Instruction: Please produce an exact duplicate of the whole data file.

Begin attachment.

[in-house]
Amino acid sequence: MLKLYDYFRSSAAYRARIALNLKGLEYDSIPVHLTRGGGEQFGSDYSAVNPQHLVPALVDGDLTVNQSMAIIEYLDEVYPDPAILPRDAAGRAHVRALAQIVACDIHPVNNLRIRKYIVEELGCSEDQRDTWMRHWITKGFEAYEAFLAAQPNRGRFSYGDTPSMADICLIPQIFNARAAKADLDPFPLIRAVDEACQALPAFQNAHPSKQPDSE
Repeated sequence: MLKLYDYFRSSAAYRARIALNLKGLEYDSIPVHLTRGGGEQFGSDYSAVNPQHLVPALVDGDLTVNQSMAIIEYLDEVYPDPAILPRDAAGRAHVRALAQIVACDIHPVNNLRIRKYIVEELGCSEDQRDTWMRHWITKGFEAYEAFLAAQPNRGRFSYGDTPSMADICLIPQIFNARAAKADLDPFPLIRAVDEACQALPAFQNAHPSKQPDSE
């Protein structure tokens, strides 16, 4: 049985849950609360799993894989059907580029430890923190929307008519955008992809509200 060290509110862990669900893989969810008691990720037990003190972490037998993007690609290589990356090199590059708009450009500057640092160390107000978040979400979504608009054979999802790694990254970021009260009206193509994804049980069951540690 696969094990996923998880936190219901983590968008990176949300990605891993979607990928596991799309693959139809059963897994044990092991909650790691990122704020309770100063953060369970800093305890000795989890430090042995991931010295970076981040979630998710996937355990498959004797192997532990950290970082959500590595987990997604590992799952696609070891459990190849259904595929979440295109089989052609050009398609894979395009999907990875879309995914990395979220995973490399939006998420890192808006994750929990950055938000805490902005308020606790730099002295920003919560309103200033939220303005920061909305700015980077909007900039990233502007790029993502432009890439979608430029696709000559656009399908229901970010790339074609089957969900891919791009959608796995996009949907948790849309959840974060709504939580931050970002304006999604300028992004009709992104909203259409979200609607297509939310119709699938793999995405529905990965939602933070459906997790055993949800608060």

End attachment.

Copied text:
[in-house]
Amino acid sequence: MLKLYDYFRSSAAYRARIALNLKGLEYDSIPVHLTRGGGEQFGSDYSAVNPQHLVPALVDGDLTVNQSMAIIEYLDEVYPDPAILPRDAAGRAHVRALAQIVACDIHPVNNLRIRKYIVEELGCSEDQRDTWMRHWITKGFEAYEAFLAAQPNRGRFSYGDTPSMADICLIPQIFNARAAKADLDPFPLIRAVDEACQALPAFQNAHPSKQPDSE
Repeated sequence: MLKLYDYFRSSAAYRARIALNLKGLEYDSIPVHLTRGGGEQFGSDYSAVNPQHLVPALVDGDLTVNQSMAIIEYLDEVYPDPAILPRDAAGRAHVRALAQIVACDIHPVNNLRIRKYIVEELGCSEDQRDTWMRHWITKGFEAYEAFLAAQPNRGRFSYGDTPSMADICLIPQIFNARAAKADLDPFPLIRAVDEACQALPAFQNAHPSKQPDSE
């Protein structure tokens, strides 16, 4: 049985849950609360799993894989059907580029430890923190929307008519955008992809509200 060290509110862990669900893989969810008691990720037990003190972490037998993007690609290589990356090199590059708009450009500057640092160390107000978040979400979504608009054979999802790694990254970021009260009206193509994804049980069951540690 696969094990996923998880936190219901983590968008990176949300990605891993979607990928596991799309693959139809059963897994044990092991909650790691990122704020309770100063953060369970800093305890000795989890430090042995991931010295970076981040979630998710996937355990498959004797192997532990950290970082959500590595987990997604590992799952696609070891459990190849259904595929979440295109089989052609050009398609894979395009999907990875879309995914990395979220995973490399939006998420890192808006994750929990950055938000805490902005308020606790730099002295920003919560309103200033939220303005920061909305700015980077909007900039990233502007790029993502432009890439979608430029696709000559656009399908229901970010790339074609089957969900891919791009959608796995996009949907948790849309959840974060709504939580931050970002304006999604300028992004009709992104909203259409979200609607297509939310119709699938793999995405529905990965939602933070459906997790055993949800608060």